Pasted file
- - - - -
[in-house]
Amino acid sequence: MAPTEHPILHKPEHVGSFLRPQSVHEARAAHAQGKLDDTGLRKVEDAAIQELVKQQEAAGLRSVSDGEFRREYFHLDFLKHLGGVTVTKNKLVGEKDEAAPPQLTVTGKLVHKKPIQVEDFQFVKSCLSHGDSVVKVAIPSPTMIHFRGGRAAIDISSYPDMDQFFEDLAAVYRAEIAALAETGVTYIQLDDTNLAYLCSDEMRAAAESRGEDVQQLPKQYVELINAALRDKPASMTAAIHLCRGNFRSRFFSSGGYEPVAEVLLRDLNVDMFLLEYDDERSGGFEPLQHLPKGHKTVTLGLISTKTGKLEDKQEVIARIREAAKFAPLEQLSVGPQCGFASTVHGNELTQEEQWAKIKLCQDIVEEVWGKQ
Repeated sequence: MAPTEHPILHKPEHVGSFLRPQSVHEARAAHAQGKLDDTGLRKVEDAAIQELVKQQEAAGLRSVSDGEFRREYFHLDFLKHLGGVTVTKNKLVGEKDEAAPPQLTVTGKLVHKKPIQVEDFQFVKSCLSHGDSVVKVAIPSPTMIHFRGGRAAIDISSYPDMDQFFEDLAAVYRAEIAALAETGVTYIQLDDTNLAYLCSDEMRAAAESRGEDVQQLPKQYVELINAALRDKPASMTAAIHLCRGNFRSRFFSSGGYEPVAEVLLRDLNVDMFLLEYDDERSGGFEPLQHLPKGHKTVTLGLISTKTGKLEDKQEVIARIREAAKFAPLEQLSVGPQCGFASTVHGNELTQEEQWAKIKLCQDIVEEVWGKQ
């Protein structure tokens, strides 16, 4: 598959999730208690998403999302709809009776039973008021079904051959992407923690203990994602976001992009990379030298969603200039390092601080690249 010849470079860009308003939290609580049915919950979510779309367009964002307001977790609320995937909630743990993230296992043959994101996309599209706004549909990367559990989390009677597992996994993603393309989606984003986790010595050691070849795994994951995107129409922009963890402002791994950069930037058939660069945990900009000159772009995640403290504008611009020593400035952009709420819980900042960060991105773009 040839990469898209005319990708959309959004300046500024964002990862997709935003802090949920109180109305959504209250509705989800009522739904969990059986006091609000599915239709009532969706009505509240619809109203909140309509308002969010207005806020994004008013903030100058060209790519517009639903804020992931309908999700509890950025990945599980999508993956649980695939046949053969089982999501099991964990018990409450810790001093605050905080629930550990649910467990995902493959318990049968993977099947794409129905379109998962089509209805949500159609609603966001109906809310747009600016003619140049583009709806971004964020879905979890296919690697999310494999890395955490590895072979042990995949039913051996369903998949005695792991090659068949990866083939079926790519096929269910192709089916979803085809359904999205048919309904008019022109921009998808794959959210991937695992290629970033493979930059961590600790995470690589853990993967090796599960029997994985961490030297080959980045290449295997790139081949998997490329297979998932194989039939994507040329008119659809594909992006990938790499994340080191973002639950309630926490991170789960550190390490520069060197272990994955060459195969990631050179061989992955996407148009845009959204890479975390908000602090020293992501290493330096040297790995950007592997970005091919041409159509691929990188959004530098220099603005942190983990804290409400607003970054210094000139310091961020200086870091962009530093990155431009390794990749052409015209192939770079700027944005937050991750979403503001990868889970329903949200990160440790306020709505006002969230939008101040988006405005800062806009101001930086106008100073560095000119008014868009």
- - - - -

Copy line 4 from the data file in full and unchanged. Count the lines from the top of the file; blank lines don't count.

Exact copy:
């Protein structure tokens, strides 16, 4: 598959999730208690998403999302709809009776039973008021079904051959992407923690203990994602976001992009990379030298969603200039390092601080690249 010849470079860009308003939290609580049915919950979510779309367009964002307001977790609320995937909630743990993230296992043959994101996309599209706004549909990367559990989390009677597992996994993603393309989606984003986790010595050691070849795994994951995107129409922009963890402002791994950069930037058939660069945990900009000159772009995640403290504008611009020593400035952009709420819980900042960060991105773009 040839990469898209005319990708959309959004300046500024964002990862997709935003802090949920109180109305959504209250509705989800009522739904969990059986006091609000599915239709009532969706009505509240619809109203909140309509308002969010207005806020994004008013903030100058060209790519517009639903804020992931309908999700509890950025990945599980999508993956649980695939046949053969089982999501099991964990018990409450810790001093605050905080629930550990649910467990995902493959318990049968993977099947794409129905379109998962089509209805949500159609609603966001109906809310747009600016003619140049583009709806971004964020879905979890296919690697999310494999890395955490590895072979042990995949039913051996369903998949005695792991090659068949990866083939079926790519096929269910192709089916979803085809359904999205048919309904008019022109921009998808794959959210991937695992290629970033493979930059961590600790995470690589853990993967090796599960029997994985961490030297080959980045290449295997790139081949998997490329297979998932194989039939994507040329008119659809594909992006990938790499994340080191973002639950309630926490991170789960550190390490520069060197272990994955060459195969990631050179061989992955996407148009845009959204890479975390908000602090020293992501290493330096040297790995950007592997970005091919041409159509691929990188959004530098220099603005942190983990804290409400607003970054210094000139310091961020200086870091962009530093990155431009390794990749052409015209192939770079700027944005937050991750979403503001990868889970329903949200990160440790306020709505006002969230939008101040988006405005800062806009101001930086106008100073560095000119008014868009």